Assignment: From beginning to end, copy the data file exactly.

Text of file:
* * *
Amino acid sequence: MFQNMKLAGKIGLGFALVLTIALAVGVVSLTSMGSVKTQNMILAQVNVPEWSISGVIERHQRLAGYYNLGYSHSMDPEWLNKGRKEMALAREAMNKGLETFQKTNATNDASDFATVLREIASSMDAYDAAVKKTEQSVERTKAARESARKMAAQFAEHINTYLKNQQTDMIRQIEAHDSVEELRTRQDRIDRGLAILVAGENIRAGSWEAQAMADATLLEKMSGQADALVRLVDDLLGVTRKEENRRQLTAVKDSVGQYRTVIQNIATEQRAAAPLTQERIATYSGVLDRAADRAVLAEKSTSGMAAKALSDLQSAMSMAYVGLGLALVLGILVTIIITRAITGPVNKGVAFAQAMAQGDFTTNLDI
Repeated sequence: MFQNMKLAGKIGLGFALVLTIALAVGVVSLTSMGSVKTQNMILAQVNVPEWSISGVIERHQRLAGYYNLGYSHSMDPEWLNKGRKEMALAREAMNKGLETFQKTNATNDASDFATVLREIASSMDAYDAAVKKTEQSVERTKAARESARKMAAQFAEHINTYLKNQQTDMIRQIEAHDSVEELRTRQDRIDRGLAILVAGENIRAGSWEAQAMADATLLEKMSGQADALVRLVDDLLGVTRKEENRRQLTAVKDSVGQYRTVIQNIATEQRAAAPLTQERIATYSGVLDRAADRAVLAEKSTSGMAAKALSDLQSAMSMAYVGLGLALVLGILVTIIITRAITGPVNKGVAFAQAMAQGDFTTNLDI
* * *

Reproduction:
Amino acid sequence: MFQNMKLAGKIGLGFALVLTIALAVGVVSLTSMGSVKTQNMILAQVNVPEWSISGVIERHQRLAGYYNLGYSHSMDPEWLNKGRKEMALAREAMNKGLETFQKTNATNDASDFATVLREIASSMDAYDAAVKKTEQSVERTKAARESARKMAAQFAEHINTYLKNQQTDMIRQIEAHDSVEELRTRQDRIDRGLAILVAGENIRAGSWEAQAMADATLLEKMSGQADALVRLVDDLLGVTRKEENRRQLTAVKDSVGQYRTVIQNIATEQRAAAPLTQERIATYSGVLDRAADRAVLAEKSTSGMAAKALSDLQSAMSMAYVGLGLALVLGILVTIIITRAITGPVNKGVAFAQAMAQGDFTTNLDI
Repeated sequence: MFQNMKLAGKIGLGFALVLTIALAVGVVSLTSMGSVKTQNMILAQVNVPEWSISGVIERHQRLAGYYNLGYSHSMDPEWLNKGRKEMALAREAMNKGLETFQKTNATNDASDFATVLREIASSMDAYDAAVKKTEQSVERTKAARESARKMAAQFAEHINTYLKNQQTDMIRQIEAHDSVEELRTRQDRIDRGLAILVAGENIRAGSWEAQAMADATLLEKMSGQADALVRLVDDLLGVTRKEENRRQLTAVKDSVGQYRTVIQNIATEQRAAAPLTQERIATYSGVLDRAADRAVLAEKSTSGMAAKALSDLQSAMSMAYVGLGLALVLGILVTIIITRAITGPVNKGVAFAQAMAQGDFTTNLDI